Dismiss Notice
Join Physics Forums Today!
The friendliest, high quality science and math community on the planet! Everyone who loves science is here!

I Limits of the variatonal principle

  1. Nov 5, 2018 #1
    Hi,

    I got curious on the limits of variatonal principle. As far as i know all of the theories can be reformulated as problem of finding extremum of some action. Not only that, but it seems to be most convenient method for looking for new theories in a lot of cases.

    So my question is, what are the limits of it? Can any concievable theory be reformulated into variatonal problem with scalar lagrangian? Or the set of such theories is limited, and we are just lucky that so far nature seems to like this principle? Is there some good (mathematical) textbook dealing with this limits of variatonal principle?

    Thanks:)
     
  2. jcsd
  3. Nov 6, 2018 #2

    jedishrfu

    Staff: Mentor

    While I can't comment on your question directly, I do know it's often true that we have a variety of means to compute answers in Physics. The approach has been to pick the most straightforward way until you run into a wall of difficulty and then you look for a more high-powered way to solve it. By straight forward I mean how we were first taught to solve it.

    In Susskind's book on the principle of least action he derives it using a variation method and then shows that its equivalent to and nothing more than F=ma in disguise.

    From that we see that we can solve many problems using the Newtonian force model but when we hit a wall of difficulty we can use the more high-powered but elegant and mysterious Lagrangian model.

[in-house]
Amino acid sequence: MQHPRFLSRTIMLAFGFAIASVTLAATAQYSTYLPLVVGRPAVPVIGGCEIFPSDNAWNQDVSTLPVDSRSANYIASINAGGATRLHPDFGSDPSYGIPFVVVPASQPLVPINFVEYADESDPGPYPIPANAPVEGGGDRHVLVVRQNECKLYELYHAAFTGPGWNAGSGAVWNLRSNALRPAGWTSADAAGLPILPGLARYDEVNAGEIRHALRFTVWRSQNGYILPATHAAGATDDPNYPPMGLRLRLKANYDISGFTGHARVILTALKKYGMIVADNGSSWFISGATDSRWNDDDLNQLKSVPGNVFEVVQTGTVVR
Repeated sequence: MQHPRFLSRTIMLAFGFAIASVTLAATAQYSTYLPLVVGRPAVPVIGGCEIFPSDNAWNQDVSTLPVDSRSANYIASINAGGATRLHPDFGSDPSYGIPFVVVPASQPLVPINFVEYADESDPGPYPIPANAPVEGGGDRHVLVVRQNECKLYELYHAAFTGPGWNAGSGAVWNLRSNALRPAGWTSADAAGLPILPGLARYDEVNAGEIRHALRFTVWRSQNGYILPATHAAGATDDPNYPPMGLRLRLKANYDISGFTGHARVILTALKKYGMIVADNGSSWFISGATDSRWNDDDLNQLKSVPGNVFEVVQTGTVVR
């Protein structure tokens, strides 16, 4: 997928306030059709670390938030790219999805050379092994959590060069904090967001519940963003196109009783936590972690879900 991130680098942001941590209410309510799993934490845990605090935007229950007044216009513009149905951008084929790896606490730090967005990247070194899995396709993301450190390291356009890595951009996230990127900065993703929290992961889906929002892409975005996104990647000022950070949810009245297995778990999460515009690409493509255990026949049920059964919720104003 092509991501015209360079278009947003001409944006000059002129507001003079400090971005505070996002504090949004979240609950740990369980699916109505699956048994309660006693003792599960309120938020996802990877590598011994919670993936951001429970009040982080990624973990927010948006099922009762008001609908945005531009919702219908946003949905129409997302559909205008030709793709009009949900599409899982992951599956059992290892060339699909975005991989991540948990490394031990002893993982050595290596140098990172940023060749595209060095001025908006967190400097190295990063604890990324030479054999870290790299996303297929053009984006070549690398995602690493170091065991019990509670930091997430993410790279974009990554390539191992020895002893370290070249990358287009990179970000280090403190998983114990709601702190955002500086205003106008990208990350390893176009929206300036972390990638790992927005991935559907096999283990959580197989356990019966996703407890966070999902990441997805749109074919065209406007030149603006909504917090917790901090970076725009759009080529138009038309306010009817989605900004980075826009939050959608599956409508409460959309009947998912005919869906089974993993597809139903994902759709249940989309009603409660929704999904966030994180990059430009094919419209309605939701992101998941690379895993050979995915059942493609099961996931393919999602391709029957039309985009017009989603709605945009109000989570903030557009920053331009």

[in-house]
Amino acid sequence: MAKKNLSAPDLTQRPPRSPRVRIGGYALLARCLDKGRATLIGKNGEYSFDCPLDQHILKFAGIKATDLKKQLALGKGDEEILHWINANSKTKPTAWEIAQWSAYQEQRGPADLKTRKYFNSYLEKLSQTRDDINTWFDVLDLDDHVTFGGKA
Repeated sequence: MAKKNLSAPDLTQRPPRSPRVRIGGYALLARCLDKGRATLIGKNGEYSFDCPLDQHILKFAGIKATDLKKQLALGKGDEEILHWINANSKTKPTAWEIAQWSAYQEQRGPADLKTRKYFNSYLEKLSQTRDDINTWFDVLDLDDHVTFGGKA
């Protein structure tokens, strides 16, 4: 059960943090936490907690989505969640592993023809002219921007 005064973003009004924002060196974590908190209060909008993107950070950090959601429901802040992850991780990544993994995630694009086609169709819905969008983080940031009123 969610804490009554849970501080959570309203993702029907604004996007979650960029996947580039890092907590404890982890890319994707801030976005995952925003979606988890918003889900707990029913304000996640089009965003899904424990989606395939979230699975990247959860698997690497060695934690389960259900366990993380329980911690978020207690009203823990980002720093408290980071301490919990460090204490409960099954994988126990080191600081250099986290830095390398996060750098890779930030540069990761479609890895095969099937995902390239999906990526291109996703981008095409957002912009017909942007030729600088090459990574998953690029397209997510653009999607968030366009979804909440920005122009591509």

Here's some lecture notes on it from Prof DANIEL D. BAUMANN:

    http://www.damtp.cam.ac.uk/user/db275/LeastAction.pdf


    more interesting topics from Prof Baumann here:

    http://www.damtp.cam.ac.uk/user/db275/concepts.pdf
     
    Last edited: Nov 6, 2018
  4. Nov 10, 2018 at 3:35 PM #3
    Thanks for the links.

    I recently grabbed a book on mechanics from Goldstein, Poole and Safko as suplement for Landau-Lifshitz and it seems that indeed there are even mechanical systems that cannot be modeled using variational principle. Goldstein starts with newtons force law which he wants to use for describing systems with constrains. And from what i gathered, some constraints indeed cannot be modeled like this.

    Perhaps after going through the whole material and digesting it i get my answer:) If not, i will be back:)
     
Share this great discussion with others via Reddit, Google+, Twitter, or Facebook

Have something to add?
Draft saved Draft deleted